The Dead, the Undead and the Life Eternal

The Revd Canon Adrian Daffern

Sunday 26th January 2020

My wife was away last weekend, which gave me the chance to do something that she would have hated. I was able to sit, alone, in the darkness, and watch, back to back, the latest BBC adaptation of Dracula, starring the splendidly-named Claes Bang as the eponymous vampire. It was a neo-baroque mixture of horror, camp, and not a little profound reflection on the nature of life, and death, and the mysterious workings of time. There were some great one-liners: the unfortunate lawyer engaged by Count Dracula, Jonathan Harker, and becomes his victim, is accused one evening by the Count of ‘looking rather drained’. But the best lines probably belong to Sister Agatha Van Helsing, nun and vampire-hunter, who says to Dracula at their first stand-off, ‘I’m all your nightmares at once, I’m an intelligent woman with a crucifix’. I hope that the Dean will find an opportunity to use that line in the near future.

I am feeling a little undead myself this evening, to be honest. Because while there is (I think) a pulse, and I have not had any problems with crucifixes or mirrors en route, I am conscious that I am surrounded, homiletically (and with the notable exception of the Vicar of Little St Mary’s) by a great company of dead preachers. I hesitate to confess (having a Welsh-speaking spouse) that Arglwydd, arwain trwy'r anialwch aside, I am not very familiar with the work of William Williams Pantycelyn; but Lancelot Andrewes, John Henry Newman, and Austin Farrer, are all but too well known to me. I preach on the shoulders of giants.

I note, and agree very much with, your Dean’s assertion that these four are ‘stellar’, an appropriate adjective for the season of Epiphany. Throughout the ages their words shine, inspiring and influencing poetry, directing and informing theology, shaping and nourishing worship, and prayer. They are, one might say, ageless. Perhaps even timeless.

So it may appear that our first lesson is an odd fit with the timeless, as it is, on the face of it, all about time. The hymn asserts that time, like an ever-rolling stream, bears all its sons away.1 Ecclesiastes seems to suggest that the hymn is right, with its famous list of the events of human living – a time to be born, and a time to die; a time to weep, and a time to laugh; a time to keep, and a time to throw away; a time for war, and a time for peace.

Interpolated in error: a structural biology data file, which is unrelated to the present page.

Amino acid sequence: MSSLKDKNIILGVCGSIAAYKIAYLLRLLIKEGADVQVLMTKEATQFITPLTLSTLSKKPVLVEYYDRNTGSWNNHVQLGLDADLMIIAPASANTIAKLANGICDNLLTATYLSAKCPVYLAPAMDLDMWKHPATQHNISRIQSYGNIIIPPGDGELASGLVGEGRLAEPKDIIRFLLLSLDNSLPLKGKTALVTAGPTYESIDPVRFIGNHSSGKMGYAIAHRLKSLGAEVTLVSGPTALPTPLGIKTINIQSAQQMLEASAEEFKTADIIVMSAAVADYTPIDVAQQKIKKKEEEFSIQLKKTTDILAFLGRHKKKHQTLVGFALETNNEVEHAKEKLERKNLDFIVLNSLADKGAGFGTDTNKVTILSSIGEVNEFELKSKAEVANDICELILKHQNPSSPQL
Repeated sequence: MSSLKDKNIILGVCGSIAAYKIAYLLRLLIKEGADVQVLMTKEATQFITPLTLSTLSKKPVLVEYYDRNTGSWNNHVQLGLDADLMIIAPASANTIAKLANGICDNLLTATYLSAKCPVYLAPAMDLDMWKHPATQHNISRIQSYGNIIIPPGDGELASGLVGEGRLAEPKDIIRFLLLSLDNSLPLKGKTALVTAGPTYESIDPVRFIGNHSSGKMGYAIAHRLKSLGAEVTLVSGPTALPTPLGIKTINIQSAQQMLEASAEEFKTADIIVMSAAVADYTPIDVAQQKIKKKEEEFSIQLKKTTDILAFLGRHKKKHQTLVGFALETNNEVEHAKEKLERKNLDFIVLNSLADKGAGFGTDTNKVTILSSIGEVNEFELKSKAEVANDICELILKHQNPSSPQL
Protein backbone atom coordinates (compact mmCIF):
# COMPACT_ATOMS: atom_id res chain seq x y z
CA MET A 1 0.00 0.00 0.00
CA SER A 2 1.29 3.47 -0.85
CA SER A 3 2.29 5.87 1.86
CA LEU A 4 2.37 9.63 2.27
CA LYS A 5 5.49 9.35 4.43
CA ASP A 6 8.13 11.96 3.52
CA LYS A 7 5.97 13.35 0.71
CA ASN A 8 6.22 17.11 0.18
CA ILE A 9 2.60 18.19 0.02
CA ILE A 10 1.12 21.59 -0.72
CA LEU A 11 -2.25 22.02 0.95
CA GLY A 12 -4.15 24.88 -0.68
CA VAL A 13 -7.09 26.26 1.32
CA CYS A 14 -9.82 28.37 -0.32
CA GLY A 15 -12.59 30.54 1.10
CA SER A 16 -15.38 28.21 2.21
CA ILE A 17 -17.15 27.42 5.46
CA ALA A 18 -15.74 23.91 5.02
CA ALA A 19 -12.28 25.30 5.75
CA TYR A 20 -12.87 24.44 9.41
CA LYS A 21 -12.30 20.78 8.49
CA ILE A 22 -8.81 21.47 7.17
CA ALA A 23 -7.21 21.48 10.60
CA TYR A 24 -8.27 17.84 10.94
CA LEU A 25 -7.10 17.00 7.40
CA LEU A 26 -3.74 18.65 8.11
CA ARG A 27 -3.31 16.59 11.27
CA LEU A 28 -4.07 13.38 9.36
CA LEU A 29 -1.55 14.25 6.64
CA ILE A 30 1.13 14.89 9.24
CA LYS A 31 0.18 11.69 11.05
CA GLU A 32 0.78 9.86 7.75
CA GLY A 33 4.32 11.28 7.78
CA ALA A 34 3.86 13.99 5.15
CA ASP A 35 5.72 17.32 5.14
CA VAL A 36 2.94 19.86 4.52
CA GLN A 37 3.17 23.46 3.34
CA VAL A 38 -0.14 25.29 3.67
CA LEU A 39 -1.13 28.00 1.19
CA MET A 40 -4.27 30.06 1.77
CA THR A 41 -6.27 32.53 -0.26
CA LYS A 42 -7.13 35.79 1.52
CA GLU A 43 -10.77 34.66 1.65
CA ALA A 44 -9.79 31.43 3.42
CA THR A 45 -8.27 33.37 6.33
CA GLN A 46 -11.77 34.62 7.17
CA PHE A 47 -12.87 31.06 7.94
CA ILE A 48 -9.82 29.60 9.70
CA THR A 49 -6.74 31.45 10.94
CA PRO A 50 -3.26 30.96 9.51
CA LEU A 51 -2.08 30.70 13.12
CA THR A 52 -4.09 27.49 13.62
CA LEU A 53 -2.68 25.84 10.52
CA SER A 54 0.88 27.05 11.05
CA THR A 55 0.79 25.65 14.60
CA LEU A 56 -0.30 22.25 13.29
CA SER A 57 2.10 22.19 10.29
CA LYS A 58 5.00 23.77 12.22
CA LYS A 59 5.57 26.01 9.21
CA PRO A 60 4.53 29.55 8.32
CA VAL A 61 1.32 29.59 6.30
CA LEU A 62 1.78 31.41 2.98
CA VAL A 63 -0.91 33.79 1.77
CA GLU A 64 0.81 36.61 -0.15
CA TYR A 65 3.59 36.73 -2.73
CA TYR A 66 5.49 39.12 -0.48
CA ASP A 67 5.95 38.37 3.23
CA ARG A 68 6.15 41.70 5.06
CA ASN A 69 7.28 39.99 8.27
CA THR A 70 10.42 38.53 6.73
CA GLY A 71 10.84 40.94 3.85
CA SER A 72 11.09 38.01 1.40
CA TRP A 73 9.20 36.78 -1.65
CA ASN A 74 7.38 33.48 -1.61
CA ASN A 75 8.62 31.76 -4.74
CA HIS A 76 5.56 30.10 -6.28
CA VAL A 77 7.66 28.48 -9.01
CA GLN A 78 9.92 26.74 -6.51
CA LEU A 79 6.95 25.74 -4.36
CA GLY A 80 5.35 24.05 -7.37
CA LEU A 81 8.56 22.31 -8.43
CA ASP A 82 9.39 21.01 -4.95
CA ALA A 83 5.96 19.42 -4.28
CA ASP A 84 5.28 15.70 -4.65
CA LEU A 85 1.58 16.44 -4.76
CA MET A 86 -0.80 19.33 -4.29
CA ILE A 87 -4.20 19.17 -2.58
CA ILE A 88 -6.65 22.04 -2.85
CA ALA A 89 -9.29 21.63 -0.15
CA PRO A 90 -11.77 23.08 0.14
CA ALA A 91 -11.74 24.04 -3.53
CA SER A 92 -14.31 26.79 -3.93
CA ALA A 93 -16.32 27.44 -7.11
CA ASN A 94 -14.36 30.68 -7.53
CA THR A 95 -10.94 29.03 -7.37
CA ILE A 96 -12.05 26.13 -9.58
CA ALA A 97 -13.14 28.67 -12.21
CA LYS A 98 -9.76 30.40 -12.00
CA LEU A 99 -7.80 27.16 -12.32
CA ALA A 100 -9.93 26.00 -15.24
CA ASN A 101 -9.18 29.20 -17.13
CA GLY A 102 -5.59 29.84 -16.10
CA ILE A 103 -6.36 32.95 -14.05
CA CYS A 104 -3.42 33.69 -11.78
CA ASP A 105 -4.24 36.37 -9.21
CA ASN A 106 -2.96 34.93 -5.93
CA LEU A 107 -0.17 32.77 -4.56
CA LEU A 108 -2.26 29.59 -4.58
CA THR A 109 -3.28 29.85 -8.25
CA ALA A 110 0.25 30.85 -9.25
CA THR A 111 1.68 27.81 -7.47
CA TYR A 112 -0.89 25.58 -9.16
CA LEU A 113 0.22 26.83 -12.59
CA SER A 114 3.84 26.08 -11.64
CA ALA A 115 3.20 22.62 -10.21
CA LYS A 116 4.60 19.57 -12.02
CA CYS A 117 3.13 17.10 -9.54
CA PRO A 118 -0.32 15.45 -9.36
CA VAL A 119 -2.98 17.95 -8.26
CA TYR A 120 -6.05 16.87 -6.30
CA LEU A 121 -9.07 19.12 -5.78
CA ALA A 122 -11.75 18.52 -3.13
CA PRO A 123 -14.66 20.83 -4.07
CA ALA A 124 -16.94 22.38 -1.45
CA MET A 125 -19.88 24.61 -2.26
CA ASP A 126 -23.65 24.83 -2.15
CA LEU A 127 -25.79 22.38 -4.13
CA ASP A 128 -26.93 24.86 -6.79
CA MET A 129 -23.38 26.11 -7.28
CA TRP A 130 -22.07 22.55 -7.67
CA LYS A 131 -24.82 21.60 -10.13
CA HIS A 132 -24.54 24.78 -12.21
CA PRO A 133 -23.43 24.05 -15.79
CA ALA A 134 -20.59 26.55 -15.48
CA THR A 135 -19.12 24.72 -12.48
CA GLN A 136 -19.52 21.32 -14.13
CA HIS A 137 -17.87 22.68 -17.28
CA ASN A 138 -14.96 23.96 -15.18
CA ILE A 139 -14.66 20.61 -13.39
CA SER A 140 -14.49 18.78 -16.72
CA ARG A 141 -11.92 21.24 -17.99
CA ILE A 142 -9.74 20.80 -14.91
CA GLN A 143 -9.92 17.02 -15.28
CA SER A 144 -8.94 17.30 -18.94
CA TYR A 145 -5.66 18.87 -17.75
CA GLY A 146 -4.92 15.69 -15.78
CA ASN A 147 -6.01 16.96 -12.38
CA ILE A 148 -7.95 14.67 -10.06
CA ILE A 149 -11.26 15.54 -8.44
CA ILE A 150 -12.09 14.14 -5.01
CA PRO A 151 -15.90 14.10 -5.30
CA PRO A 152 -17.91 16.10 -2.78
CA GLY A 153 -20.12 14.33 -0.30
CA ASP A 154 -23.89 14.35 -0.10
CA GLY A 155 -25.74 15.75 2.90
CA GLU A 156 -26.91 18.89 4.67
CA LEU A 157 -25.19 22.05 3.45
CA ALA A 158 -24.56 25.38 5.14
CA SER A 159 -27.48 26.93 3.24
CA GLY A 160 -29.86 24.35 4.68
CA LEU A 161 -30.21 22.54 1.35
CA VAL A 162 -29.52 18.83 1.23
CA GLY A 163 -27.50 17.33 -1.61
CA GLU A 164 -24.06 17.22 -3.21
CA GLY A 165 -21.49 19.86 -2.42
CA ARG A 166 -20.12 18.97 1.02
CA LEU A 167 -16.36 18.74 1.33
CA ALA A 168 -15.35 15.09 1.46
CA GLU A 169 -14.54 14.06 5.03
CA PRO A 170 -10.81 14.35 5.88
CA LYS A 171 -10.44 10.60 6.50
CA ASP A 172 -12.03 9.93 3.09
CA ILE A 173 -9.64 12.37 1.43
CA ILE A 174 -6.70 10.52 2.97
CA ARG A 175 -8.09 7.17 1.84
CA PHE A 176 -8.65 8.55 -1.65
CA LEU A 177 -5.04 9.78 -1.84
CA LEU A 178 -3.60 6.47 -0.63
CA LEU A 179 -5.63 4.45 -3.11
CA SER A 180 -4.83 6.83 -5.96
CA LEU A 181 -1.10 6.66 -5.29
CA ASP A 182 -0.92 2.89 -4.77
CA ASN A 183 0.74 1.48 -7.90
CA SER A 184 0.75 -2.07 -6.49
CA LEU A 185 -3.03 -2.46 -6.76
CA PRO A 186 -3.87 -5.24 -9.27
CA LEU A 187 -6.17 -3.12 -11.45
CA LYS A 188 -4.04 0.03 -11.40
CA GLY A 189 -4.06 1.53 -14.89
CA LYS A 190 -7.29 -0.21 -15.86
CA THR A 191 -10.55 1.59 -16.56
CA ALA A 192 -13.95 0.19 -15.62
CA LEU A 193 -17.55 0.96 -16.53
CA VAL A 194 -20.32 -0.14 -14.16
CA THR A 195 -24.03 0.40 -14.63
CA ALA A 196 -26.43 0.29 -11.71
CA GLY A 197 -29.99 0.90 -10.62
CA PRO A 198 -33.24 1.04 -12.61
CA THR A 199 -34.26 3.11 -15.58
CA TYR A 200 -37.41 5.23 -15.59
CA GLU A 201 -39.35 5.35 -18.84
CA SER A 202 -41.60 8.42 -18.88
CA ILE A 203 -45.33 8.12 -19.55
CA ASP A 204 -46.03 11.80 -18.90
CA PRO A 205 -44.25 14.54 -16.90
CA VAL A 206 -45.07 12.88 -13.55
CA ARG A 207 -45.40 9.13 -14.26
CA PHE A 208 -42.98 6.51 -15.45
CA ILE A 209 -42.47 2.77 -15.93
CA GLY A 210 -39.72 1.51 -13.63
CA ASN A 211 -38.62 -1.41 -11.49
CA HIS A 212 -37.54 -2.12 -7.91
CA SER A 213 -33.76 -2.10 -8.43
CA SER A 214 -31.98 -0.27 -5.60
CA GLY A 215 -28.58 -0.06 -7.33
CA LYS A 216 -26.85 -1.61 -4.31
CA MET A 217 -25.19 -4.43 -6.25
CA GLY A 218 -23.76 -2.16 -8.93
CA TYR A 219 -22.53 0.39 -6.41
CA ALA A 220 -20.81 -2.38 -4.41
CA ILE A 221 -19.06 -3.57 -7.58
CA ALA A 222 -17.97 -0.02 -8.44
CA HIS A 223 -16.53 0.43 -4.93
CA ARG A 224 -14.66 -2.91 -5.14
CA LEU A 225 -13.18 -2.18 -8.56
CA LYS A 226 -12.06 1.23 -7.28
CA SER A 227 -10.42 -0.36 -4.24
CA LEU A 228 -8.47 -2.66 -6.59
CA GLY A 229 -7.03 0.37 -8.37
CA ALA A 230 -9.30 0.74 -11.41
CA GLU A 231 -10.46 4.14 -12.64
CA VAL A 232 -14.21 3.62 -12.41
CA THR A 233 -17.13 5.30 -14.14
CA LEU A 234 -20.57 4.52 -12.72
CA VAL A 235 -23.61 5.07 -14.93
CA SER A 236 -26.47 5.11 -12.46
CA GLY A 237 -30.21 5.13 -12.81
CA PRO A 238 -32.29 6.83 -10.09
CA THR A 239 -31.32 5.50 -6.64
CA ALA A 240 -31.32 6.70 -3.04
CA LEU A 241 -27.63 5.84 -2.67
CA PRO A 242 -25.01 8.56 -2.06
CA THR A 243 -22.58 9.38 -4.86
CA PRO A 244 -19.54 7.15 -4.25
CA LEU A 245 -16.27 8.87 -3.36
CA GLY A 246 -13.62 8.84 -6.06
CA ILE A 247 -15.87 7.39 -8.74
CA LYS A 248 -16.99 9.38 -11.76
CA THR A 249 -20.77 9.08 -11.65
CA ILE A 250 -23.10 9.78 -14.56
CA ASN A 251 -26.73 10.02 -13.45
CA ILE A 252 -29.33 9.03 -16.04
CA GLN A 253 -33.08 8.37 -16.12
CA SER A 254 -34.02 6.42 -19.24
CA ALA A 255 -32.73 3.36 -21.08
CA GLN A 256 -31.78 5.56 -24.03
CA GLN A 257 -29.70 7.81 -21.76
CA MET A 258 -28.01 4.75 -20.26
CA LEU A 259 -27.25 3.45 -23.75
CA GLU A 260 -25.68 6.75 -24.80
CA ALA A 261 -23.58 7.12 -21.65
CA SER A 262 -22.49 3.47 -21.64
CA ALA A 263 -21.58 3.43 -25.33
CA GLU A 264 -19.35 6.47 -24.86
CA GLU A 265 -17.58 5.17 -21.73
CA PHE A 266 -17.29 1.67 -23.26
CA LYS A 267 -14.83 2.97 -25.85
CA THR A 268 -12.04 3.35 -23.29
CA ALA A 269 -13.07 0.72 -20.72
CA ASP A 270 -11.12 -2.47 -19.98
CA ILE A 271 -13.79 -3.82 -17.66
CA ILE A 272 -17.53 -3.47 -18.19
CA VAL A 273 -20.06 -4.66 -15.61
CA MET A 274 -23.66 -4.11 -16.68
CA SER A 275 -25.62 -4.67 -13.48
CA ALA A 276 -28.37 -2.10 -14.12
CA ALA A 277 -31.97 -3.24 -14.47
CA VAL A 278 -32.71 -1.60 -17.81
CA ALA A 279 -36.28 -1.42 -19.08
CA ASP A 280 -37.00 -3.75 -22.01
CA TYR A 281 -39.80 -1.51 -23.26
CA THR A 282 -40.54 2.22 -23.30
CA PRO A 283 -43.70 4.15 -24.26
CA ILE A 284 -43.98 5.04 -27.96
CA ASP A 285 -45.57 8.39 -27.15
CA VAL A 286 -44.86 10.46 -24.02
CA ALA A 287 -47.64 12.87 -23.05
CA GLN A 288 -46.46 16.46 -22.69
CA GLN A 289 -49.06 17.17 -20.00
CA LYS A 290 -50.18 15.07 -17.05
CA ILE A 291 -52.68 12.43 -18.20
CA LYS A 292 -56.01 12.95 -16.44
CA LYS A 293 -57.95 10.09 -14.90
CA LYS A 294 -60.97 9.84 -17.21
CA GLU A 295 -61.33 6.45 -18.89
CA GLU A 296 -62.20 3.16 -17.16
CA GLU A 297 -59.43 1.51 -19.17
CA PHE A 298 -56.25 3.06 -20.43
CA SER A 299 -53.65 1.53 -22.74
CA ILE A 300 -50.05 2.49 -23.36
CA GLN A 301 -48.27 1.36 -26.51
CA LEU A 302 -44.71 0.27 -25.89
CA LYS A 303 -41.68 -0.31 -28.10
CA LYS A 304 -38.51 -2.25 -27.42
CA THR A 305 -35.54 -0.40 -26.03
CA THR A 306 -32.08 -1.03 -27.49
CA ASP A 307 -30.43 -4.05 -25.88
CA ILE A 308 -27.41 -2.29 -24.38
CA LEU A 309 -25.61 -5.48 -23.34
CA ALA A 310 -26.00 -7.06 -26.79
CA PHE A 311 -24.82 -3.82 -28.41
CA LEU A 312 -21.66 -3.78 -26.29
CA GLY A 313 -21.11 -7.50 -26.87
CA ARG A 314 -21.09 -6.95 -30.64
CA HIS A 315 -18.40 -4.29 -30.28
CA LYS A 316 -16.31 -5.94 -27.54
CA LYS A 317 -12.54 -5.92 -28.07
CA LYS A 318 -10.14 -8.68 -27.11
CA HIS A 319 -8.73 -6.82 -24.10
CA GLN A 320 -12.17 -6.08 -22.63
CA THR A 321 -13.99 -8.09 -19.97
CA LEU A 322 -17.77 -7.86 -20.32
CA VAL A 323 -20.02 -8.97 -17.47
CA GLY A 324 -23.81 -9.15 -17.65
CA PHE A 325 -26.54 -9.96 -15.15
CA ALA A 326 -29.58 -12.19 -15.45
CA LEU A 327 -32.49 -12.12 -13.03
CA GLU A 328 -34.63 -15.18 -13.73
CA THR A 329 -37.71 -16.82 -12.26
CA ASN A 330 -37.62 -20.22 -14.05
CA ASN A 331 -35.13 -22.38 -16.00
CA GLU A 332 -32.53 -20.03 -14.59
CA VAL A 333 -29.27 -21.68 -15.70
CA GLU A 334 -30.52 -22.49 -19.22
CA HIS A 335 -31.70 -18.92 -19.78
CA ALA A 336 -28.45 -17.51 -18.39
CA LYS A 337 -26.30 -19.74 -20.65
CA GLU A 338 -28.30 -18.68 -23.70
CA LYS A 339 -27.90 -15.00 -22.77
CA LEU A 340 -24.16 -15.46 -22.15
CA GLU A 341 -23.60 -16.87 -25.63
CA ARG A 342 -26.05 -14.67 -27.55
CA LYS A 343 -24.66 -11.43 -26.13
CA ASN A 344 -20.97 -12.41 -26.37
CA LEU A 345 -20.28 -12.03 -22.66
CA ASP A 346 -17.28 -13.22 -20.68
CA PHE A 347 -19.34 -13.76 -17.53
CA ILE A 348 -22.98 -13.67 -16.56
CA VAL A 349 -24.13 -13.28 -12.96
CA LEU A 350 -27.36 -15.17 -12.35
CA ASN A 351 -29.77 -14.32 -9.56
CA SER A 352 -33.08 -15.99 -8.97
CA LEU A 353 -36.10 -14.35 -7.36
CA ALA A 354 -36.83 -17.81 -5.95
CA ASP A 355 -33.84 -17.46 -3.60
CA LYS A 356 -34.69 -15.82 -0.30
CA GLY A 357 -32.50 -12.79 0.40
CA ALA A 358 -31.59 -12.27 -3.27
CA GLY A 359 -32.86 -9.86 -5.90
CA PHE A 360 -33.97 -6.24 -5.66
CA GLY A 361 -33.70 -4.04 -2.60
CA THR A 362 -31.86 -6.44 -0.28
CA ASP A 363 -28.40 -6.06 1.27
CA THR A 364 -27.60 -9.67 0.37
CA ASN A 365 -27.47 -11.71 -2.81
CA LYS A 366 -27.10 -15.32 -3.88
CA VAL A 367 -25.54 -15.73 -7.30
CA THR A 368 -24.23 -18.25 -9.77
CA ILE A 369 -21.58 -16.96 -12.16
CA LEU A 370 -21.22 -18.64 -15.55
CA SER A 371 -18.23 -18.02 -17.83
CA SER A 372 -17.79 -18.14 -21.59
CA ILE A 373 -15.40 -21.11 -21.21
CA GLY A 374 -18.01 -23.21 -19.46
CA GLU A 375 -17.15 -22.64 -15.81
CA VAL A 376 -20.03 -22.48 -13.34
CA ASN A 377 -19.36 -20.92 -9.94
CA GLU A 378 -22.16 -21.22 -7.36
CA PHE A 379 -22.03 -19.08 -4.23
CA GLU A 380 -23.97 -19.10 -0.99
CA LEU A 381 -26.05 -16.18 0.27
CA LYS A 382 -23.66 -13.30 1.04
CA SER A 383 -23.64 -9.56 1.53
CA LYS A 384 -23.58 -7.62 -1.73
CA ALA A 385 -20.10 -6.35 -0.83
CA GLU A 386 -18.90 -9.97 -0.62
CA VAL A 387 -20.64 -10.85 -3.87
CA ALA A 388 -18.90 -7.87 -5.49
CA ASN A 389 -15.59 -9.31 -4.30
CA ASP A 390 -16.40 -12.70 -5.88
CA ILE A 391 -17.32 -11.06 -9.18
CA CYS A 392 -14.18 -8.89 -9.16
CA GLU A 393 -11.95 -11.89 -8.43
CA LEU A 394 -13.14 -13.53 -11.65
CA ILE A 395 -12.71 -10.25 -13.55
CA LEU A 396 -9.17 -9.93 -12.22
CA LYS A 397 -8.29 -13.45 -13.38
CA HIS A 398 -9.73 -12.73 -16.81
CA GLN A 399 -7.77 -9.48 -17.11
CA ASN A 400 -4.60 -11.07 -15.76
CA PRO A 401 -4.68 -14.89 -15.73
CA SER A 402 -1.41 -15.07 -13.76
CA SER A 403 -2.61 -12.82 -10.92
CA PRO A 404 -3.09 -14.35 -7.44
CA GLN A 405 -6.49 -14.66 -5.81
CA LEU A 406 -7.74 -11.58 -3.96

One writer has described time as ‘the mercy of the world’, pointing out that ‘time does not stop for love, but it does not stop for death and grief, either’.2 Hence Auden’s famous invitation, in the face of grief, to
Stop all the clocks, cut off the telephone,
Prevent the dog from barking with a juicy bone,
Silence the pianos and with muffled drum
Bring out the coffin, let the mourners come.3

While we can stop the clocks if we choose, we cannot stop time. The Teacher, the Preacher, the Sage, however you wish to describe the author of Ecclesiastes,4 asserts that there is a time for every matter under heaven. For some, this passage is a bit of a cliché, even platitudinous,5 being read as a kind of Hebraic version of Jacques’ famous speech in As You Like It, one man in his time playing many parts, His acts being seven ages.6 Well I don’t know about cliché, but there is an intriguing connection between the two. The passage in Ecclesiastes does follow a very specific structure. The first two verses go positive, negative (time to be born/die; plant/pluck up); then the next four are negative/positive (kill/heal; break down/build up; weep/laugh; mourn/dance). The next four go positive/negative (throw away stones/gather up stones; em-brace/don’t embrace; seek/lose; keep/discard). Then one each of positive/negative – negative/positive to end (tear/sew; silence/speak; love/hate; war/peace). So what? Well, one commentator suggests that this demonstrates that even though our human affairs, the ‘every matters’ of the first verse, seesaw back and forth, God maintains order throughout – seven groups of four, the number of completion and the number of the cardinal points of heaven, human time in the context of cosmic order.7 Seven pairs, seven acts, seven ages. I quite like these connections, and there’s some-thing to be enjoyed in them, whether you buy into the final analysis or not.